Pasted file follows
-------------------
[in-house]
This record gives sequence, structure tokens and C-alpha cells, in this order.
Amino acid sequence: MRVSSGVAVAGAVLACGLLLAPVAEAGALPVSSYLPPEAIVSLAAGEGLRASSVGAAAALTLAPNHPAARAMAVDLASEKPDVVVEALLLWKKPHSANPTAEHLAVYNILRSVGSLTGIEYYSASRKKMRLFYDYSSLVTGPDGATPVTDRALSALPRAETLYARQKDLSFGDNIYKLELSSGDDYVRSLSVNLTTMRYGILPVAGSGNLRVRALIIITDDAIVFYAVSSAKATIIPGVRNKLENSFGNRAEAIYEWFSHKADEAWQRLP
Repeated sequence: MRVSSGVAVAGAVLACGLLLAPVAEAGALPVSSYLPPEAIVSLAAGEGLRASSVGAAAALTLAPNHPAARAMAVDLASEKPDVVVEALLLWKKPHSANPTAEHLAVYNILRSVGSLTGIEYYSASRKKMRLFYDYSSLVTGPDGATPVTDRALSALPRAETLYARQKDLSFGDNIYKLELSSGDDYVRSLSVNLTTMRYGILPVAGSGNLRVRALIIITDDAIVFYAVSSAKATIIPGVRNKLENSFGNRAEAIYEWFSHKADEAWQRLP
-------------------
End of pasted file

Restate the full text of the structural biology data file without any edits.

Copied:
[in-house]
This record gives sequence, structure tokens and C-alpha cells, in this order.
Amino acid sequence: MRVSSGVAVAGAVLACGLLLAPVAEAGALPVSSYLPPEAIVSLAAGEGLRASSVGAAAALTLAPNHPAARAMAVDLASEKPDVVVEALLLWKKPHSANPTAEHLAVYNILRSVGSLTGIEYYSASRKKMRLFYDYSSLVTGPDGATPVTDRALSALPRAETLYARQKDLSFGDNIYKLELSSGDDYVRSLSVNLTTMRYGILPVAGSGNLRVRALIIITDDAIVFYAVSSAKATIIPGVRNKLENSFGNRAEAIYEWFSHKADEAWQRLP
Repeated sequence: MRVSSGVAVAGAVLACGLLLAPVAEAGALPVSSYLPPEAIVSLAAGEGLRASSVGAAAALTLAPNHPAARAMAVDLASEKPDVVVEALLLWKKPHSANPTAEHLAVYNILRSVGSLTGIEYYSASRKKMRLFYDYSSLVTGPDGATPVTDRALSALPRAETLYARQKDLSFGDNIYKLELSSGDDYVRSLSVNLTTMRYGILPVAGSGNLRVRALIIITDDAIVFYAVSSAKATIIPGVRNKLENSFGNRAEAIYEWFSHKADEAWQRLP